Gov. Bobby Jindal (R-La.) laid out a series of "structural reforms," laws he said would prevent a dysfunctional Congress and the White House from facing future apocalyptic-themed economic standoffs in a Politico op-ed on Thursday.
He also suggested his party is on the losing end of the messaging war over the current "fiscal cliff" negotiations:
Elections have consequences, and the country is going to feel those consequences soon.
But in the negotiations, Republicans certainly should fight to at least get something done that will matter. At present, any reading of the headlines over the past week indicates that Republicans are fighting to protect the rich and cut benefits for seniors. It may be possible to have worse political positioning than that, but I’m not sure how.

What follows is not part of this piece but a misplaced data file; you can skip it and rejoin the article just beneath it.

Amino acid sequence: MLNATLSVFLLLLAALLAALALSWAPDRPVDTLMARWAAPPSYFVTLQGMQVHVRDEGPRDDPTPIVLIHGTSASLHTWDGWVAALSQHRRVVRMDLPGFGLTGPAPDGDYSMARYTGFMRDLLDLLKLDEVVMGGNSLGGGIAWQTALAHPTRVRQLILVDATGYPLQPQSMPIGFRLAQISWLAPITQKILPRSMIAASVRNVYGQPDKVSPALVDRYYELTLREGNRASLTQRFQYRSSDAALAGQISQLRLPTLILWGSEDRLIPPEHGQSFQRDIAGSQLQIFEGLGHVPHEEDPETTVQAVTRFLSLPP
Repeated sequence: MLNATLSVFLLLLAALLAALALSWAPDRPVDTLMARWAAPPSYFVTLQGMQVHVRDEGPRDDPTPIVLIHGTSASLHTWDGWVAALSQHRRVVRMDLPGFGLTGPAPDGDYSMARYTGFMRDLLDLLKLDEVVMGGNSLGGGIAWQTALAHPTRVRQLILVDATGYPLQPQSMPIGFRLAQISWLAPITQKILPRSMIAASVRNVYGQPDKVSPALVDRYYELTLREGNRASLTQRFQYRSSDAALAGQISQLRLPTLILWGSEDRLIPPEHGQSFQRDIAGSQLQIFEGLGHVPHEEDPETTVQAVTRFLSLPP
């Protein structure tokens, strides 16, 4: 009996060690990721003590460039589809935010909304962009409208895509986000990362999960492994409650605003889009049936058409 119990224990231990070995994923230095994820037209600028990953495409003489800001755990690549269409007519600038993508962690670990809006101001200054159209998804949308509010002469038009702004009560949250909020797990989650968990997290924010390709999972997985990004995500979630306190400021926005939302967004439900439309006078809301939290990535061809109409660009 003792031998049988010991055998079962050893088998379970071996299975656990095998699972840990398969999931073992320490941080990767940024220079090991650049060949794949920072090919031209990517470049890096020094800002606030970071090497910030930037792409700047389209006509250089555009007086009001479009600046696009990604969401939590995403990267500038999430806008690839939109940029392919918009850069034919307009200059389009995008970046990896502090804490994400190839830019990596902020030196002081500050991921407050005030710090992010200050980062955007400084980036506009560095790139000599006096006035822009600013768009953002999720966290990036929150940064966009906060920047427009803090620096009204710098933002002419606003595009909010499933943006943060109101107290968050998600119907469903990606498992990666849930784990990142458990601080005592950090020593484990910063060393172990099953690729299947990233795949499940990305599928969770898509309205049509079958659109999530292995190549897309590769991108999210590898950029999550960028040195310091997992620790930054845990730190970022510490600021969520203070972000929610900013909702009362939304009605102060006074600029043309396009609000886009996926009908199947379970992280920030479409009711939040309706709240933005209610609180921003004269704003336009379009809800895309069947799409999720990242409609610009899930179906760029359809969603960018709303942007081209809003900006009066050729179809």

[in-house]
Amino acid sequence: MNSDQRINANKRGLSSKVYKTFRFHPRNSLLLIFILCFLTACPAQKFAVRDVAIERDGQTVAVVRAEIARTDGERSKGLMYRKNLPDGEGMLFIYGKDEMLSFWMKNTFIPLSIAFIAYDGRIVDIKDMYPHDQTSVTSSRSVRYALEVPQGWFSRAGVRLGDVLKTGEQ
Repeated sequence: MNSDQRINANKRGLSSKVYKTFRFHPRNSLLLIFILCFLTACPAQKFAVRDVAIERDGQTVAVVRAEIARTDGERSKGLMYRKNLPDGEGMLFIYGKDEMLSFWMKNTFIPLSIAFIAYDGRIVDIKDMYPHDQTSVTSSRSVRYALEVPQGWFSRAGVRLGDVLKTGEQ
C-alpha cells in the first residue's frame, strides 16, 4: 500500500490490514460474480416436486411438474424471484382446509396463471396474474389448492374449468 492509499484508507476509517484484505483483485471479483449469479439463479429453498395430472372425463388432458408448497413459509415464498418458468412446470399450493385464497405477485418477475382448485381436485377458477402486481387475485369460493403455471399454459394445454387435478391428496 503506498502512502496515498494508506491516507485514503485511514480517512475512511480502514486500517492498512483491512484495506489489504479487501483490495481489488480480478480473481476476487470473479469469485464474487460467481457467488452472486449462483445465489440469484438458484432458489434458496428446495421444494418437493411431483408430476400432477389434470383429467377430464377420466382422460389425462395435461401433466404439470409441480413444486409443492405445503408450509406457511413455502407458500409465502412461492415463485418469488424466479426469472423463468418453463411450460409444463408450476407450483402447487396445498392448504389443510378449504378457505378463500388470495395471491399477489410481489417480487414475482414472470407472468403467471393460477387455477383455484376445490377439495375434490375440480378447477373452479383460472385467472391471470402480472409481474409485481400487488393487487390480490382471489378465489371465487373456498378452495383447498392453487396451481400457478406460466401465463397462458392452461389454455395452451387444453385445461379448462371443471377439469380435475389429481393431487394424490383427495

Jindal suggested a series of new laws -- a balanced budget amendment, caps on discretionary spending, term limits and a rule requiring a super majority to raise taxes, which he says the GOP could fight for in exchange for a fiscal cliff compromise.
As Slate's Dave Wiegel points out, the GOP tried unsuccessfully for the first three of those in the 2011 debt limit negotiations with its "cut, cap, and balance" measure that passed the House and was shot down in the Senate.